After founding a successful brokerage in Marin County, Mark A. McLaughlin took a plunge in 2009 when the real estate market was at a low ebb and purchased the Bay Area's Pacific Union brokerage based in San Francisco.
It was a gamble that has paid off. Since then, Pacific Union has added 200 agents for a total of 640 in 27 offices covering the greater Bay Area and Tahoe, and grown commission income from $49 million to $160 million on a sales volume of $6.7 billion.
Picking up on a growing foreign appetite for U.S. real estate, the company recently launched a Chinese initiative with a social media marketing campaign in China and "concierge" service for Chinese investors and buyers in the U.S.
A cyclist, wind-surfer, snowboarder and risk taker, McLaughlin is a combination of laid-back sportsman and driven executive -- until recently he didn't own a suit, a necktie or a pair of socks, which is fitting for a former competitive sailor -- but he also starts his workday at a CEO-like 4:45 a.m. He hosts a webinar twice monthly in which he discusses market trends.
McLaughlin met with this newspaper recently to discuss some of those trends.
Q: Bay Area home prices have soared in the past two years, and seem to have no upper limit. A recent report said the region had more million-dollar home sales in the past quarter than ever before. What's going on here?
A: I think three things are affecting the Bay Area in general, and they are even more pronounced in the four western counties -- Santa Clara to Marin. The No. 1 thing is that population growth in the Bay Area is outpacing the housing supply by a factor of 2 to 1. Population growth in Contra Costa County was 3.5 percent from 2010 to 2014, and new housing starts were 1.4 percent. Alameda County had 4.2 percent population growth and 1.3 percent new supply.
Second, the unemployment rate is amongst the lowest in the country in some markets. In three of the four western counties, it is really at full employment, assuming that about 4 to 5 percent are not employable.
Q: These are the tech jobs that the region is famous for, right?
A: Most people focus on tech and social media jobs. They are exceptionally high-paying jobs. But of the 25 largest employers in San Francisco, almost half are infrastructure employees. They're in government, health care, education, things like that. And as the population grows you need more of that. One of the top employers in San Francisco is Starbucks. As the population grows, you need more Starbucks.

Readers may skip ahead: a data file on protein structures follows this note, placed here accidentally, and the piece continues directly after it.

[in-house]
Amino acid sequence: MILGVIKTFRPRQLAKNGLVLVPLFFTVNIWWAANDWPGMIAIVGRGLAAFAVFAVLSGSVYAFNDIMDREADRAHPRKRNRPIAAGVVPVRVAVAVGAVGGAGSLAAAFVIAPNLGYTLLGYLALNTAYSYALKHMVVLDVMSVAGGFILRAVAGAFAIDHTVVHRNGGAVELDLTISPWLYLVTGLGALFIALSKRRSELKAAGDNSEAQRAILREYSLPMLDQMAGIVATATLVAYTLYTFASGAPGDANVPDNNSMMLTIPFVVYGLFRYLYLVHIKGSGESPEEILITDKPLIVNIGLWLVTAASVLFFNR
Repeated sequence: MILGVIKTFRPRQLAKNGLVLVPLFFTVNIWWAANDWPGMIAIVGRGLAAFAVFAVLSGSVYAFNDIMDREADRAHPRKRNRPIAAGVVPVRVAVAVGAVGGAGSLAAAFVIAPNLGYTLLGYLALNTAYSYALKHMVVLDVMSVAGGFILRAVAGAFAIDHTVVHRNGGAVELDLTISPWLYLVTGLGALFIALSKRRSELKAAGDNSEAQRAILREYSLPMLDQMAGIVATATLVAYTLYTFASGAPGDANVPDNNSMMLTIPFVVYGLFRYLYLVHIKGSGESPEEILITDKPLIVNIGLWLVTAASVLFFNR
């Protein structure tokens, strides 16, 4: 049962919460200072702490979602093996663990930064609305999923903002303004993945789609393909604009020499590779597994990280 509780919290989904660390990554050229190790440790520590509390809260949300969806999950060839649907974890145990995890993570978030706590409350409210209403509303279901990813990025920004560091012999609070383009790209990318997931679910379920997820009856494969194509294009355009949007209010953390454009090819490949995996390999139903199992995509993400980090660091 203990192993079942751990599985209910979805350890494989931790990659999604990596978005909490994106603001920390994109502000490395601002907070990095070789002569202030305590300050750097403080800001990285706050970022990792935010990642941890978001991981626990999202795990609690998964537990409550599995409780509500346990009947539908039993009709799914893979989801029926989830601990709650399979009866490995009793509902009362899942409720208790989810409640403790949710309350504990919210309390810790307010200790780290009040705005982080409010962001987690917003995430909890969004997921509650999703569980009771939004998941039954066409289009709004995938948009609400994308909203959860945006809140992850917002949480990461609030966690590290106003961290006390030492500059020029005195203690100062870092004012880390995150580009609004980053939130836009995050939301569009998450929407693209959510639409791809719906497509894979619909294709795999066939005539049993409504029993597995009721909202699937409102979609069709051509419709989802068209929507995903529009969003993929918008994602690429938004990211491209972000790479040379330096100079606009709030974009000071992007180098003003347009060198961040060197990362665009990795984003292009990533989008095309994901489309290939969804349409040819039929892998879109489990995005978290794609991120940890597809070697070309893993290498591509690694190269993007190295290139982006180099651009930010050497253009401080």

The third thing affecting prices is that this is just an incredibly desirable place to live, from education to culture to weather to recreation to being an international city. If the jobs maintain themselves, then the population is going to keep growing and driving real estate up. I think San Francisco is going to get to the point where it meets the world stage. We're still trading 30 percent lower in price per square foot than the world's top cities, such as New York, Hong Kong and Beijing.
Q: You can't buy a house on Starbucks wages. Isn't affordability declining?
A: I agree. But the affordability index is more than trumped by the number of people coming here who can afford a home.
Q: Is supply another factor keeping prices high? Why aren't more people selling and moving up, or downsizing?
A: I think we have such ferocious demand that the inventory comes and goes off the market so fast that the perception is there's no inventory. We are busy now. We're expecting some pretty significant new inventory in late August.
Q: Any other reasons why inventory might be low?
A: Move-up buyers are certainly not as prevalent as in years past. If you have credit and liquidity you're going to get a mortgage, but the experience is miserable. It's like having a root canal. There are not a lot of people saying I'd like to sign up for a root canal. The process is more an issue than the number of people with good credit.
Q: Pacific Union launched a Chinese initiative last year. What are Chinese buyers telling you? Why are they so keen on investment in the Bay Area?
A: I think number one is diversification of capital out of China where the government could be changed overnight. Two, real estate is far less expensive here than it is in Beijing, Shanghai, Guangzhou -- the top-tier cities. It's a very good investment here and the quality of life here and education is just fantastic.
Q: What made you finally break down and buy a pair of socks last year?
A: Before (U.S. Ambassador to China) Gary Locke invited me to the embassy, I didn't own a pair of socks, a suit or a tie. It was a black tie function, so I actually upgraded my wardrobe pretty significantly in the fourth quarter.
Contact Pete Carey at 408-920-5419. Follow him on Twitter.com/petecarey.
Mark A. McLaughlin
Born: Southern Pines, N.C.
Education: The Branson School (formerly Mount Tamalpais School); UC Berkeley, social science
Jobs: CEO, Pacific Union since 2009; Morgan Lane, president, 2006-9; Sperry Van Ness International, interim president, 2002-5; Loopnet, 1999-2002; and other previous real estate management positions
Boards: Former chairman, St. Francis Yacht Club
Family: One son and two daughters
Five things about Mark A. McLaughlin
1. He doesn't wear socks, ever -- well, almost ever.
2. He snowboarded the Vallee Blanche in France in April with his 21-year-old son.
3. In April, he biked from the Golden Gate Bridge to Santa Barbara, 390 miles in three days.
4. He gave up racing big sailboats 16 years ago as too time-consuming when his second daughter was born, deciding "family first."
5. He wind-surfs and kite-sails.